A new Law on the Regulation of Audits in the Field of Entrepreneurship and Protection of the Interests of Entrepreneurs was adopted in July 2013 outlining new criteria for conducting audits, as well as improving the general procedures to be followed. The new Law will take effect at the beginning of next year. Although it will apply to various types of audits conducted by state bodies in Azerbaijan, only certain provisions of the new Law will apply to tax and antimonopoly audits.

  1. Types of Audit

An audit means the totality of measures aimed at evaluating the compliance of businesses with applicable mandatory requirements. Such measures include clarifications, monitoring, observations, inspections, control, raids, etc. Audits may be regular or extraordinary.

A regular audit is conducted in accordance with a pre-approved plan based on the type of risk group to which a particular business has been assigned. Except for the food industry, audits are to be held annually for the high risk group, once every two years for the average risk group and once every three years for the low risk group.

Regular audits cover the period from the last regular audit and, in the absence of a prior audit, the period from the date of state registration of the business to the date of the current regular audit (in any event, the audit period must not exceed the prior three years).

Regular audits for large taxpayers shall last no more than 10 business days and for small and average taxpayers – no more than five business days.

An extraordinary audit will be conducted, inter alia, if the business fails to report to the auditing body1 on the implementation of an earlier decision of the auditing body, or where information included in such report is incorrect; in the event of a substantial threat to human life or health, the environment or public property; or if the business requests the auditing body to conduct the extraordinary audit.

Extraordinary audits for large taxpayers shall last no more than five business days, or for average and small taxpayers – no longer than three business days.

  1. Evaluation of Risk

In order to determine the periodicity of audits the regulator will identify the type of risk. Information on risk groups will be publicly available.

Risk is defined as “the possibility of causing damage to human life and health, the environment and the property interests of the state.” When assigning a business to a particular risk group, the relevant auditing body will evaluate:

  • The scope of business activity
  • The period within which the business has been active
  • The specifics of the products produced (works carried out, services rendered)
  • Various statistical data (such as negative complications or violations of mandatory legal requirements in the past)
  • The results of previous audits
  • Discrepancies and contradictions in mandatory reporting

Where it is possible to assign a business to more than one group, the higher risk group will be chosen. Not more than 10% of all businesses may be assigned to the high risk group and not more than 30% to the average risk group, while all remaining businesses will be assigned to the low risk group. Assignment to risk groups will be revisited every three years

  1. Some Regulatory Requirements

It is important that the new Law expressly provides that audits will have legal consequences only when conducted in accordance with the prescribed procedures. In the past, violations of the applicable procedures (such as the failure to record the audit in the unified register) would result only in individual responsibility measures for the auditors concerned.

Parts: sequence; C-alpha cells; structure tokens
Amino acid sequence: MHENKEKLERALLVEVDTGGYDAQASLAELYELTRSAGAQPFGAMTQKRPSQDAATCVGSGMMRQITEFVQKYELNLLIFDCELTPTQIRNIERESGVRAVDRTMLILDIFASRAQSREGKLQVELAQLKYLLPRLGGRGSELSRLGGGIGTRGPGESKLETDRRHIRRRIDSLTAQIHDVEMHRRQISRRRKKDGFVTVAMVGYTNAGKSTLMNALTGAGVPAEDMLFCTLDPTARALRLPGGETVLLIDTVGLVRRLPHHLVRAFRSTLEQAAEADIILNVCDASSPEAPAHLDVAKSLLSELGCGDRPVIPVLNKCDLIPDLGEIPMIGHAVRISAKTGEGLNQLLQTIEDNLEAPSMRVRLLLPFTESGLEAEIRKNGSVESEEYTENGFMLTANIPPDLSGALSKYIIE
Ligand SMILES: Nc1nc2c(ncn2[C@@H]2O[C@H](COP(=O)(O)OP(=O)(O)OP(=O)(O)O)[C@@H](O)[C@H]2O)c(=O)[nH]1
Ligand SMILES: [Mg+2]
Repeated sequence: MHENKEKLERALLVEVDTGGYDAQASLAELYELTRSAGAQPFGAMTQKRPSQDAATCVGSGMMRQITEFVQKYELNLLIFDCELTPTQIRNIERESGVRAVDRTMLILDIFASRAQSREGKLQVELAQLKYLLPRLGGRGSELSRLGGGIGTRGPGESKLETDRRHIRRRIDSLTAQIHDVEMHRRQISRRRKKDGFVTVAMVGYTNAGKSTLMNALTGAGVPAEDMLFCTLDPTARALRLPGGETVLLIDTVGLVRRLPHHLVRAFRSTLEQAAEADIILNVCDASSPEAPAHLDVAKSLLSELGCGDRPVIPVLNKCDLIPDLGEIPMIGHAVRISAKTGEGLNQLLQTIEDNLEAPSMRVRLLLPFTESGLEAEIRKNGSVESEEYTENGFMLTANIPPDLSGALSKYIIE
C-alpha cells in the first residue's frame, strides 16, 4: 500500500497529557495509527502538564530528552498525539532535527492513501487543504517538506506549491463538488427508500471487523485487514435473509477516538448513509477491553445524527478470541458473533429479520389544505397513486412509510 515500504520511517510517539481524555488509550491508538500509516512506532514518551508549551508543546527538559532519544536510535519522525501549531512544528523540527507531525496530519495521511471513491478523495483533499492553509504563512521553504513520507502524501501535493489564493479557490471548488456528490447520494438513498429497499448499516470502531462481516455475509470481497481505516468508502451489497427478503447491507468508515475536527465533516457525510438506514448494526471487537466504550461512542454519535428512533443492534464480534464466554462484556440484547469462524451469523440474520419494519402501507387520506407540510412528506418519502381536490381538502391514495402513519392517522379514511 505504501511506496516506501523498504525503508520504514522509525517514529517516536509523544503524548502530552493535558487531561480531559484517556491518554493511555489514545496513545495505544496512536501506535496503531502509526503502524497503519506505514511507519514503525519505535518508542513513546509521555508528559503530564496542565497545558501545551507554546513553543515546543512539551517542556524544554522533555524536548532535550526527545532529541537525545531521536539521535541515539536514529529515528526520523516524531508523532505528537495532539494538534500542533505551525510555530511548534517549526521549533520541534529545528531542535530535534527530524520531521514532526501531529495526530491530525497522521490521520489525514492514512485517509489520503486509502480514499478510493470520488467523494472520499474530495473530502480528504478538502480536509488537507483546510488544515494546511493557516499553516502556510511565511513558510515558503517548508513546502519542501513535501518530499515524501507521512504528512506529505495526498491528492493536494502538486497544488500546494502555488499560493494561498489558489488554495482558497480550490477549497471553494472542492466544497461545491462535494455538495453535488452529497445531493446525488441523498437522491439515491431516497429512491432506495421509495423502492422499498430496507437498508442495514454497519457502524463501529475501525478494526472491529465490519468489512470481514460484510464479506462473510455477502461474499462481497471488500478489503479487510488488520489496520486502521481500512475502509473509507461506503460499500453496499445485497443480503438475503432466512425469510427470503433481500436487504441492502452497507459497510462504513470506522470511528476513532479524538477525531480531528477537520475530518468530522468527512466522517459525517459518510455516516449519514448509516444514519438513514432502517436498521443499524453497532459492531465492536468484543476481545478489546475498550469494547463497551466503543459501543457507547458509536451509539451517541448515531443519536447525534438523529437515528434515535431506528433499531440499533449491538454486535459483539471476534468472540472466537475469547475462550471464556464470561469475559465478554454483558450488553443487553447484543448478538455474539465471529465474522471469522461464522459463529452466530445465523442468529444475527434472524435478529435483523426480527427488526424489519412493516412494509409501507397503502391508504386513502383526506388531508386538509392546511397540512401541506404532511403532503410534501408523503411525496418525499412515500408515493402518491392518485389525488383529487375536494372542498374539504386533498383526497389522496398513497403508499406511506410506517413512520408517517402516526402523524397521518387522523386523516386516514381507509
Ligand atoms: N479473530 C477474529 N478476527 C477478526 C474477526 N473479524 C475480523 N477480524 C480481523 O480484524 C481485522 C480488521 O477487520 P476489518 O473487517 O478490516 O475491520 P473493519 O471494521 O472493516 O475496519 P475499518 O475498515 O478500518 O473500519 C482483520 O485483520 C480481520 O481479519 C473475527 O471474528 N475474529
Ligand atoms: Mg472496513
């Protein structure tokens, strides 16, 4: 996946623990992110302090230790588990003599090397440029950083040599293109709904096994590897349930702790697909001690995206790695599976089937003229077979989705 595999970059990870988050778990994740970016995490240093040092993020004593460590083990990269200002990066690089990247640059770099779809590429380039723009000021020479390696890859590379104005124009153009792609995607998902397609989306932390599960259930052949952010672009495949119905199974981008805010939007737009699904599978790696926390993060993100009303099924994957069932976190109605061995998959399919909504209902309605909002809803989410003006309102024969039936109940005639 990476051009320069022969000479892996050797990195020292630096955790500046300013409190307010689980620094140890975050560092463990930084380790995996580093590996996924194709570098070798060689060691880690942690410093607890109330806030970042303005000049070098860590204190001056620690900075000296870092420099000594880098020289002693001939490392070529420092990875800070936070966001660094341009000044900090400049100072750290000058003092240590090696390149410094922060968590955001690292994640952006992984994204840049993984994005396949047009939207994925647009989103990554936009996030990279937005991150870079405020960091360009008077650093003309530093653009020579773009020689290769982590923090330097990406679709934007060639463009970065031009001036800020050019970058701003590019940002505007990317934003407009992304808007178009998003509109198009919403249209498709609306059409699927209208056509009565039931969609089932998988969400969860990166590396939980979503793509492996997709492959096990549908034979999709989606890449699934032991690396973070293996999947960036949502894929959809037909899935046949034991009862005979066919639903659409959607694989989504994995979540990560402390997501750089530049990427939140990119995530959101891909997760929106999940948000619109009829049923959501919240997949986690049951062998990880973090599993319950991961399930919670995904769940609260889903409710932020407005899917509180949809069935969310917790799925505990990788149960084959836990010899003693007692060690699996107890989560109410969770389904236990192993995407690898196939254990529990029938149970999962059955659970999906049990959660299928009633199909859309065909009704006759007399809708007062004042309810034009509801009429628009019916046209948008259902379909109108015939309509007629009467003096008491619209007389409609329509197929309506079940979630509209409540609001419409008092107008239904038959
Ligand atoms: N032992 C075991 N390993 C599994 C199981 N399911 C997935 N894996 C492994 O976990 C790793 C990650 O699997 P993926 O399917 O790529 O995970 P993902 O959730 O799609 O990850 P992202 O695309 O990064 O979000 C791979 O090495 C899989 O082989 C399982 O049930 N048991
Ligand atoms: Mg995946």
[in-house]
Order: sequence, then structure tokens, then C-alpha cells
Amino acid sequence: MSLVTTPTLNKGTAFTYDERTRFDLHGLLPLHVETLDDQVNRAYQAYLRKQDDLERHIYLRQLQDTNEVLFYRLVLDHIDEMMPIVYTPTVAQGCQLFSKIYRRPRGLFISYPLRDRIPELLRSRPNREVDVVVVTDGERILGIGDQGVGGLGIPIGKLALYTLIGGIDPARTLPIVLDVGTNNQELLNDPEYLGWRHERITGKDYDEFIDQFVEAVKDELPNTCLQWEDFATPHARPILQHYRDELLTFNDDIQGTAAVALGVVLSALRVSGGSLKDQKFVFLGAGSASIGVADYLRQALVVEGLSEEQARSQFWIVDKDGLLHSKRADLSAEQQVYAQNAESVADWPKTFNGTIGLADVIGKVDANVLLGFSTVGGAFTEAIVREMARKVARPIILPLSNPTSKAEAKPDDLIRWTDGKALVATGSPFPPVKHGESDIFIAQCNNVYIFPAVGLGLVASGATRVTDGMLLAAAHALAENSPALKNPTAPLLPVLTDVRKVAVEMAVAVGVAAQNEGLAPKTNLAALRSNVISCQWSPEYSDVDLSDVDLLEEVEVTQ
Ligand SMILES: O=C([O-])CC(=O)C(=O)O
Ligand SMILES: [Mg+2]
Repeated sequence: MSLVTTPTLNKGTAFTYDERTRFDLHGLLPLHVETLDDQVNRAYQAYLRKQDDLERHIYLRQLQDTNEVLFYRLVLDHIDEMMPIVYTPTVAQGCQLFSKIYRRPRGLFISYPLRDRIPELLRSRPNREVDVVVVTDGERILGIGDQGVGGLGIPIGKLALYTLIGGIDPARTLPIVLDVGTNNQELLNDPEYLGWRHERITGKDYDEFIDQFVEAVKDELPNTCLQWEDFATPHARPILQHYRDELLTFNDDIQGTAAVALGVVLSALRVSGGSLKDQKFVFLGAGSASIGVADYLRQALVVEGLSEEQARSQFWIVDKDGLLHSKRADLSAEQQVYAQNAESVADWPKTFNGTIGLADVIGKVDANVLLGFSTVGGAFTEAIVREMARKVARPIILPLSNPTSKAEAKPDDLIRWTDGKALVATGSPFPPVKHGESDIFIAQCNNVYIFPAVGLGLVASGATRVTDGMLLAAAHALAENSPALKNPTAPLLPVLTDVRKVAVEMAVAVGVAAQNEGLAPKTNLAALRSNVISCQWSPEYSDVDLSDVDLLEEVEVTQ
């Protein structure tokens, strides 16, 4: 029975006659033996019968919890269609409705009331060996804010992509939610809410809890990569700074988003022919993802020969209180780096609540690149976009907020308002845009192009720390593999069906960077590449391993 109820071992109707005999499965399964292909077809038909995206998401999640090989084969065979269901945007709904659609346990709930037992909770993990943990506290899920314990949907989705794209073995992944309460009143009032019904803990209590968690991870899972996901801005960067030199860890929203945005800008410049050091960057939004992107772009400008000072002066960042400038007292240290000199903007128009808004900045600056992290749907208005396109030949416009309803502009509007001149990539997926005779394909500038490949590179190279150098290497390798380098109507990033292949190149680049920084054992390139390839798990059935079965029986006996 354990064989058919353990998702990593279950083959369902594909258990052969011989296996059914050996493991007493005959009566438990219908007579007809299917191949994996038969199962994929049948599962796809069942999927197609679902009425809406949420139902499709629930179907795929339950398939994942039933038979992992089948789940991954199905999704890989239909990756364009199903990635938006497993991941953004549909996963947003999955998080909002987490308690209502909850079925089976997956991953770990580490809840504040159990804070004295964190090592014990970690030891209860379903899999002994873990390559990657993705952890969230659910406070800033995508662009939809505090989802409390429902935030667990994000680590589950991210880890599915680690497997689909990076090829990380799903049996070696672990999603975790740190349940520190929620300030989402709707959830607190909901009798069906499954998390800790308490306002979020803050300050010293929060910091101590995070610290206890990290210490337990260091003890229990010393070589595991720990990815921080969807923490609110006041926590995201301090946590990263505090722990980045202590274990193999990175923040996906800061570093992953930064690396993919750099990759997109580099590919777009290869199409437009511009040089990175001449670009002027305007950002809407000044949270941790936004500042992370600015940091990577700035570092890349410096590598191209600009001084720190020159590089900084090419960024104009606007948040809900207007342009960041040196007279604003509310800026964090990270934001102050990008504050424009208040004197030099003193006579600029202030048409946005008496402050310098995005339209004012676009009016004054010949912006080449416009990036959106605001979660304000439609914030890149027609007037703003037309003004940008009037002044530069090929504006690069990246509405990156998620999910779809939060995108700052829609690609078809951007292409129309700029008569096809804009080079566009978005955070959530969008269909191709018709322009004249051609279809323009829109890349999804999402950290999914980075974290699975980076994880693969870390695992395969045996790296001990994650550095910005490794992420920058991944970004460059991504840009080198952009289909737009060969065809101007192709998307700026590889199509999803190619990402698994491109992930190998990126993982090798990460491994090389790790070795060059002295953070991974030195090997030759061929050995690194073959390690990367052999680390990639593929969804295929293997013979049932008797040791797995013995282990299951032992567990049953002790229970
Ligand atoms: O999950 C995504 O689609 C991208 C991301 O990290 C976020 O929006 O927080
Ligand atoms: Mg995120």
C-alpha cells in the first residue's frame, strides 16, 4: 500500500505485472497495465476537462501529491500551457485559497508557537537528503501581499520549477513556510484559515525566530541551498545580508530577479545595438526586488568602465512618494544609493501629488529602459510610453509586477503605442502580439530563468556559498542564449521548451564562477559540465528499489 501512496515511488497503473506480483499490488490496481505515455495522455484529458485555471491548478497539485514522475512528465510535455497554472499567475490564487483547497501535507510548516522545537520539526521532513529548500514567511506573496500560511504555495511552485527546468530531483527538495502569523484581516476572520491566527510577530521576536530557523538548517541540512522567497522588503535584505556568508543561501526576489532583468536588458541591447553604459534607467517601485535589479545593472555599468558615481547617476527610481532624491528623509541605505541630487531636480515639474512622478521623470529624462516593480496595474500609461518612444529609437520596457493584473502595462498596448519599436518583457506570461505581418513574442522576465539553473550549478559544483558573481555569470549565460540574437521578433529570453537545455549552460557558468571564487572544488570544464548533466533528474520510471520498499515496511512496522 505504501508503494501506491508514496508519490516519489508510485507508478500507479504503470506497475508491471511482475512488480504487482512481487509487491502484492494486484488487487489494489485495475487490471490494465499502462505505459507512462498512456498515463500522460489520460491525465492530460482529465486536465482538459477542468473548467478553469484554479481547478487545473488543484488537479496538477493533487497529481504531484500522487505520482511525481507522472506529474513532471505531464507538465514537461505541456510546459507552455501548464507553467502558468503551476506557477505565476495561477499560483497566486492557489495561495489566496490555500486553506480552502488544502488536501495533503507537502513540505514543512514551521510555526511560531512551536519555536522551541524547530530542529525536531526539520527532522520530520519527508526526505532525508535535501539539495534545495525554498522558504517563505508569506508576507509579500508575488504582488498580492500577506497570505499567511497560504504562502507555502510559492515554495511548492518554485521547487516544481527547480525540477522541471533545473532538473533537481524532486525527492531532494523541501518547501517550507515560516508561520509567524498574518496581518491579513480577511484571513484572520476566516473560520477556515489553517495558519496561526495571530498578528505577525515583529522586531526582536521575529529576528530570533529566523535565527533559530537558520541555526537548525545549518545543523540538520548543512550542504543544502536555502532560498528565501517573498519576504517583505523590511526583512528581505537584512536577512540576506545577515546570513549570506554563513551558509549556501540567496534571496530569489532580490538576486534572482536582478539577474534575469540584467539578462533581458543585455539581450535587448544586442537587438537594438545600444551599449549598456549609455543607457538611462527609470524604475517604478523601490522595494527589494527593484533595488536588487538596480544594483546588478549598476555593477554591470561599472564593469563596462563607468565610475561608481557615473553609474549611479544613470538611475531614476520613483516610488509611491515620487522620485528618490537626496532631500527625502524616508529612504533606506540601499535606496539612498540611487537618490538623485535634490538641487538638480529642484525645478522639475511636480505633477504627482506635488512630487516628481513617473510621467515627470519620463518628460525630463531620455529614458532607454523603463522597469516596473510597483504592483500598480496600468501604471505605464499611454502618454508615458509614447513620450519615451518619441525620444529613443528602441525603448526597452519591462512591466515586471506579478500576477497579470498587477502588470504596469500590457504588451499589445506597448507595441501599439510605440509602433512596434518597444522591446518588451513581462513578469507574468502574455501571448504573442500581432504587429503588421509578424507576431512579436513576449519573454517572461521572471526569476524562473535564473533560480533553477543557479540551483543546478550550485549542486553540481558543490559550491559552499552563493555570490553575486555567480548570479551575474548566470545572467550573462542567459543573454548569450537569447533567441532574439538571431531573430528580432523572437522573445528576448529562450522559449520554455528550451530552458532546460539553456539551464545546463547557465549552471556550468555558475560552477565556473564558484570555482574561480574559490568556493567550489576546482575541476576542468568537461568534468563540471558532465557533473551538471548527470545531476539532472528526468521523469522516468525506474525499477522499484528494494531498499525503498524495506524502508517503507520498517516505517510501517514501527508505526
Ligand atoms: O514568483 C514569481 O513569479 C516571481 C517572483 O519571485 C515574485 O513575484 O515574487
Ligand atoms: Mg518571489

In addition, the new Law provides specific requirements for auditors2, such as the obligation to follow ethical standards, the avoidance of conflicts of interests, and the like. (These requirements are also applicable to tax audits). It is notable that auditors are limited to conducting audits and are not authorized to impose limitation measures or to issue decisions.

Auditing bodies must provide certain consultation to businesses which includes: free and uninhibited access to normative documents (including technical normative legal acts); providing the rules for challenging the decisions of the auditing body, as well as providing information reflecting the powers of the auditing body and responses to audit questions on the website of the auditing body; establishing a toll-free call center for the purposes of providing consultation, etc. (These requirements are also applicable to tax audits).

Auditing bodies must prepare annual reports (to be publicly available) for each calendar year reflecting, inter alia, consultation provided to businesses, the number of audits per each type of risk group, the most frequently violated requirements, proposals for new normative acts that will lessen the compliance burden, etc. (This requirement also applies to tax bodies).

  1. Limitation Measures

An auditing body may in exceptional circumstances impose certain limitation measures, such as in cases of danger to human life and health, the environment and public property or where it is not possible to immediately remove the danger and the auditing body is allowed by law to impose such limitations. Such limitations may include the suspension of various production processes, or the entire production process, the suspension of sales or production, the withdrawal from circulation or the recall of goods or particular lots of goods, the suspension of employees, etc.

The chosen limitation measures must be proportionate to the direct damage caused or threatened. The limitation measures must apply only to the section of business activity in which the violation was revealed or to the section with regard to which the failure to implement limitation measures may result in substantial damage to or threaten human life and health, the environment or state property interests.